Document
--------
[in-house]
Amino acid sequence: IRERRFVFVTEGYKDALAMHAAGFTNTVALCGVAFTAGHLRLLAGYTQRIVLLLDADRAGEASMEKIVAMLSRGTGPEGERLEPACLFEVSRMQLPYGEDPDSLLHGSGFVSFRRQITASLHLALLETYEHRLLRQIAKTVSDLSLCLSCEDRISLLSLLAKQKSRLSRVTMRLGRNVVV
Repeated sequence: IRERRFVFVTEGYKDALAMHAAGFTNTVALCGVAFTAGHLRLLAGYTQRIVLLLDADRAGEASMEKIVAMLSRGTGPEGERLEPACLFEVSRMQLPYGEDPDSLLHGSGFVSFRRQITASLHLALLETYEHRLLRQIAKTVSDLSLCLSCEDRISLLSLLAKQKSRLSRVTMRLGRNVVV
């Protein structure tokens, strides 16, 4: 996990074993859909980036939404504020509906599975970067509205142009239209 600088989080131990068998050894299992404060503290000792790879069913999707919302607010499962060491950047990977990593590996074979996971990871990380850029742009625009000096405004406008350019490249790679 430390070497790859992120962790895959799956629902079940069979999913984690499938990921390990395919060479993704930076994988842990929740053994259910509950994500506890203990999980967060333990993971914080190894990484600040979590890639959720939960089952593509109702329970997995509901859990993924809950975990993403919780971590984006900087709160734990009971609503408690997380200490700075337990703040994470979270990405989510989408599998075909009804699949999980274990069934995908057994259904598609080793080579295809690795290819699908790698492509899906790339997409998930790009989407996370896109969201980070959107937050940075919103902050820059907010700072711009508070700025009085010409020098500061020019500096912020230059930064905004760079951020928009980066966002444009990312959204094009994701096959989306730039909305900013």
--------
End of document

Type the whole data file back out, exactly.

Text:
[in-house]
Amino acid sequence: IRERRFVFVTEGYKDALAMHAAGFTNTVALCGVAFTAGHLRLLAGYTQRIVLLLDADRAGEASMEKIVAMLSRGTGPEGERLEPACLFEVSRMQLPYGEDPDSLLHGSGFVSFRRQITASLHLALLETYEHRLLRQIAKTVSDLSLCLSCEDRISLLSLLAKQKSRLSRVTMRLGRNVVV
Repeated sequence: IRERRFVFVTEGYKDALAMHAAGFTNTVALCGVAFTAGHLRLLAGYTQRIVLLLDADRAGEASMEKIVAMLSRGTGPEGERLEPACLFEVSRMQLPYGEDPDSLLHGSGFVSFRRQITASLHLALLETYEHRLLRQIAKTVSDLSLCLSCEDRISLLSLLAKQKSRLSRVTMRLGRNVVV
């Protein structure tokens, strides 16, 4: 996990074993859909980036939404504020509906599975970067509205142009239209 600088989080131990068998050894299992404060503290000792790879069913999707919302607010499962060491950047990977990593590996074979996971990871990380850029742009625009000096405004406008350019490249790679 430390070497790859992120962790895959799956629902079940069979999913984690499938990921390990395919060479993704930076994988842990929740053994259910509950994500506890203990999980967060333990993971914080190894990484600040979590890639959720939960089952593509109702329970997995509901859990993924809950975990993403919780971590984006900087709160734990009971609503408690997380200490700075337990703040994470979270990405989510989408599998075909009804699949999980274990069934995908057994259904598609080793080579295809690795290819699908790698492509899906790339997409998930790009989407996370896109969201980070959107937050940075919103902050820059907010700072711009508070700025009085010409020098500061020019500096912020230059930064905004760079951020928009980066966002444009990312959204094009994701096959989306730039909305900013």